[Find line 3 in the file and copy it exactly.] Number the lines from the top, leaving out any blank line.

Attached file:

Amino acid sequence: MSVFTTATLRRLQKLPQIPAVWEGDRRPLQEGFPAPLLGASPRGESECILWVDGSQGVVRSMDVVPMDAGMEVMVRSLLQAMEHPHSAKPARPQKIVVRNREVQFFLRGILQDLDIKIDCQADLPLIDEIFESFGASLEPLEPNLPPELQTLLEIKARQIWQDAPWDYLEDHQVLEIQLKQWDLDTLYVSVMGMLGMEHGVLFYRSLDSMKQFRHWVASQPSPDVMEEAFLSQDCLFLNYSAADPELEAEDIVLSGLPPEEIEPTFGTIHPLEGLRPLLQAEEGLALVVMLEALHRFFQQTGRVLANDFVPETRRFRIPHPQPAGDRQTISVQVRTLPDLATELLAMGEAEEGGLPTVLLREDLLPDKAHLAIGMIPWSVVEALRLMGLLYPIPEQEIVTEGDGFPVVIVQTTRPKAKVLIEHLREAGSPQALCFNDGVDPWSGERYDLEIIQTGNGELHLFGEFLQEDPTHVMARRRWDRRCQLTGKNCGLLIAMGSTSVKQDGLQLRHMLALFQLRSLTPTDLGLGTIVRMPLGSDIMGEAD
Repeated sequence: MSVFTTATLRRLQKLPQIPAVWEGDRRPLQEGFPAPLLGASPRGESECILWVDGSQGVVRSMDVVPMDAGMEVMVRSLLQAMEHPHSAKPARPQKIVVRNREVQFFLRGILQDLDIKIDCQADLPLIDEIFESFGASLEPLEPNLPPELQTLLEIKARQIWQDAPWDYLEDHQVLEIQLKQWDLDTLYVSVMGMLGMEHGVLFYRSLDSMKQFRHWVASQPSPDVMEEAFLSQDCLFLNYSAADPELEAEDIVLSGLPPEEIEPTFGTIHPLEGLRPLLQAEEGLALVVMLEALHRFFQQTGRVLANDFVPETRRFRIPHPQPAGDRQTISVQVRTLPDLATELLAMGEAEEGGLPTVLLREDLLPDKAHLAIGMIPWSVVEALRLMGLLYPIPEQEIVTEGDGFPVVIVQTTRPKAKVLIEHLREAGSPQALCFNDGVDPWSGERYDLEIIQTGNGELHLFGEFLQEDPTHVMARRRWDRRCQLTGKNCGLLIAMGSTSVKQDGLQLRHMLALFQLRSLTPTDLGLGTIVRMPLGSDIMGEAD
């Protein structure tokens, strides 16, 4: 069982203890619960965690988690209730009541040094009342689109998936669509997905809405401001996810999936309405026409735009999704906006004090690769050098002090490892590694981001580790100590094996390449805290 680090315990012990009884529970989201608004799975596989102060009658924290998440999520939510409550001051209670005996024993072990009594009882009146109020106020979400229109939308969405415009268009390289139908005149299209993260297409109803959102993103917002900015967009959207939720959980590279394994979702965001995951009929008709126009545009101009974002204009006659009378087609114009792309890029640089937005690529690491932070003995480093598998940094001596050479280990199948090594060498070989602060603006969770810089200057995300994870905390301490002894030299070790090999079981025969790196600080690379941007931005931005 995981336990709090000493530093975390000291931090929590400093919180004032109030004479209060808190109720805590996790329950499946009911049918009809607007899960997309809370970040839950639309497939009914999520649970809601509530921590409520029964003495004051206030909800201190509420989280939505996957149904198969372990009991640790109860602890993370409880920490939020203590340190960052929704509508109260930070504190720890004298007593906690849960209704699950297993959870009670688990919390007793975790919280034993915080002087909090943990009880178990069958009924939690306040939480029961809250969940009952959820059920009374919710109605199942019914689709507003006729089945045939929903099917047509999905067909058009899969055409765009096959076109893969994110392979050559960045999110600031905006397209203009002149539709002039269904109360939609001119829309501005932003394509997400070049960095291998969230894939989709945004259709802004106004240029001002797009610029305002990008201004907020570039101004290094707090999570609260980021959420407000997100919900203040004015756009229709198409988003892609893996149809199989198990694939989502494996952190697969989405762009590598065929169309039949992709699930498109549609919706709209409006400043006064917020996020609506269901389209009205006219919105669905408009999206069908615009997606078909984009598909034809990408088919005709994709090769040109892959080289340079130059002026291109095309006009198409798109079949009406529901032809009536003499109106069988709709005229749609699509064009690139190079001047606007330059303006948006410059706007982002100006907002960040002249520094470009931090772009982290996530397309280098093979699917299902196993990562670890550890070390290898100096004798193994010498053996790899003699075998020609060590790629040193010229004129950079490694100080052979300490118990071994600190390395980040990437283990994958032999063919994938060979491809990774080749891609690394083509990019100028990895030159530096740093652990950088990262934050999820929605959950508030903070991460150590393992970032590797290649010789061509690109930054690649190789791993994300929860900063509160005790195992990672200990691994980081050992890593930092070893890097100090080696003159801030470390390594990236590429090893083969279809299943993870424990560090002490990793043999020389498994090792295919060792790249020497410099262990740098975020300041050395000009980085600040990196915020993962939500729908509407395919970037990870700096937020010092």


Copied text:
């Protein structure tokens, strides 16, 4: 069982203890619960965690988690209730009541040094009342689109998936669509997905809405401001996810999936309405026409735009999704906006004090690769050098002090490892590694981001580790100590094996390449805290 680090315990012990009884529970989201608004799975596989102060009658924290998440999520939510409550001051209670005996024993072990009594009882009146109020106020979400229109939308969405415009268009390289139908005149299209993260297409109803959102993103917002900015967009959207939720959980590279394994979702965001995951009929008709126009545009101009974002204009006659009378087609114009792309890029640089937005690529690491932070003995480093598998940094001596050479280990199948090594060498070989602060603006969770810089200057995300994870905390301490002894030299070790090999079981025969790196600080690379941007931005931005 995981336990709090000493530093975390000291931090929590400093919180004032109030004479209060808190109720805590996790329950499946009911049918009809607007899960997309809370970040839950639309497939009914999520649970809601509530921590409520029964003495004051206030909800201190509420989280939505996957149904198969372990009991640790109860602890993370409880920490939020203590340190960052929704509508109260930070504190720890004298007593906690849960209704699950297993959870009670688990919390007793975790919280034993915080002087909090943990009880178990069958009924939690306040939480029961809250969940009952959820059920009374919710109605199942019914689709507003006729089945045939929903099917047509999905067909058009899969055409765009096959076109893969994110392979050559960045999110600031905006397209203009002149539709002039269904109360939609001119829309501005932003394509997400070049960095291998969230894939989709945004259709802004106004240029001002797009610029305002990008201004907020570039101004290094707090999570609260980021959420407000997100919900203040004015756009229709198409988003892609893996149809199989198990694939989502494996952190697969989405762009590598065929169309039949992709699930498109549609919706709209409006400043006064917020996020609506269901389209009205006219919105669905408009999206069908615009997606078909984009598909034809990408088919005709994709090769040109892959080289340079130059002026291109095309006009198409798109079949009406529901032809009536003499109106069988709709005229749609699509064009690139190079001047606007330059303006948006410059706007982002100006907002960040002249520094470009931090772009982290996530397309280098093979699917299902196993990562670890550890070390290898100096004798193994010498053996790899003699075998020609060590790629040193010229004129950079490694100080052979300490118990071994600190390395980040990437283990994958032999063919994938060979491809990774080749891609690394083509990019100028990895030159530096740093652990950088990262934050999820929605959950508030903070991460150590393992970032590797290649010789061509690109930054690649190789791993994300929860900063509160005790195992990672200990691994980081050992890593930092070893890097100090080696003159801030470390390594990236590429090893083969279809299943993870424990560090002490990793043999020389498994090792295919060792790249020497410099262990740098975020300041050395000009980085600040990196915020993962939500729908509407395919970037990870700096937020010092």